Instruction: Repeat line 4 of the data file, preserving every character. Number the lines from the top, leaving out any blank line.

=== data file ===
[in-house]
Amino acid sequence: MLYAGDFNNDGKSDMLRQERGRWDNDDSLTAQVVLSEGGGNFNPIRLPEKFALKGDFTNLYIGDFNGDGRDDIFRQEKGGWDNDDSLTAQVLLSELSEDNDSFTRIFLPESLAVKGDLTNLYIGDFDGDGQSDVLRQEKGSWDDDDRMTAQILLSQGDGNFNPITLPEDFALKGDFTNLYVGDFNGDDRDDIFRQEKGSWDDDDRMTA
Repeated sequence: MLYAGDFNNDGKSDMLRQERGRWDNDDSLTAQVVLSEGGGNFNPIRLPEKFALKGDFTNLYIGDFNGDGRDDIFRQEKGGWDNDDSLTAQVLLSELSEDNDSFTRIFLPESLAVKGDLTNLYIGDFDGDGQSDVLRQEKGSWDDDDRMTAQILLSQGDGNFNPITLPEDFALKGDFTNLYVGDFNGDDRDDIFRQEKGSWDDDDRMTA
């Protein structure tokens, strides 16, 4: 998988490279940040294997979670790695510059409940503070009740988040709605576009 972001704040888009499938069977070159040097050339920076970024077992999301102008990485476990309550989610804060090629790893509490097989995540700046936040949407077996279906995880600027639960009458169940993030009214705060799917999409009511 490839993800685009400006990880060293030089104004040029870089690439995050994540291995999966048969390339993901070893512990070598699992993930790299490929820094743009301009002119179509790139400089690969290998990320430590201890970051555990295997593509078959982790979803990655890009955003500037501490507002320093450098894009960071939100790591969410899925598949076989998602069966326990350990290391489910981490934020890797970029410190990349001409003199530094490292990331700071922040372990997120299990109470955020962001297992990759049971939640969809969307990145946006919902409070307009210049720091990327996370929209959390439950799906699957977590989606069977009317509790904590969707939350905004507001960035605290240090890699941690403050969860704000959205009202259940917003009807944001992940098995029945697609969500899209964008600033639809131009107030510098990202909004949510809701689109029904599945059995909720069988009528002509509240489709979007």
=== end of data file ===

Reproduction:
């Protein structure tokens, strides 16, 4: 998988490279940040294997979670790695510059409940503070009740988040709605576009 972001704040888009499938069977070159040097050339920076970024077992999301102008990485476990309550989610804060090629790893509490097989995540700046936040949407077996279906995880600027639960009458169940993030009214705060799917999409009511 490839993800685009400006990880060293030089104004040029870089690439995050994540291995999966048969390339993901070893512990070598699992993930790299490929820094743009301009002119179509790139400089690969290998990320430590201890970051555990295997593509078959982790979803990655890009955003500037501490507002320093450098894009960071939100790591969410899925598949076989998602069966326990350990290391489910981490934020890797970029410190990349001409003199530094490292990331700071922040372990997120299990109470955020962001297992990759049971939640969809969307990145946006919902409070307009210049720091990327996370929209959390439950799906699957977590989606069977009317509790904590969707939350905004507001960035605290240090890699941690403050969860704000959205009202259940917003009807944001992940098995029945697609969500899209964008600033639809131009107030510098990202909004949510809701689109029904599945059995909720069988009528002509509240489709979007």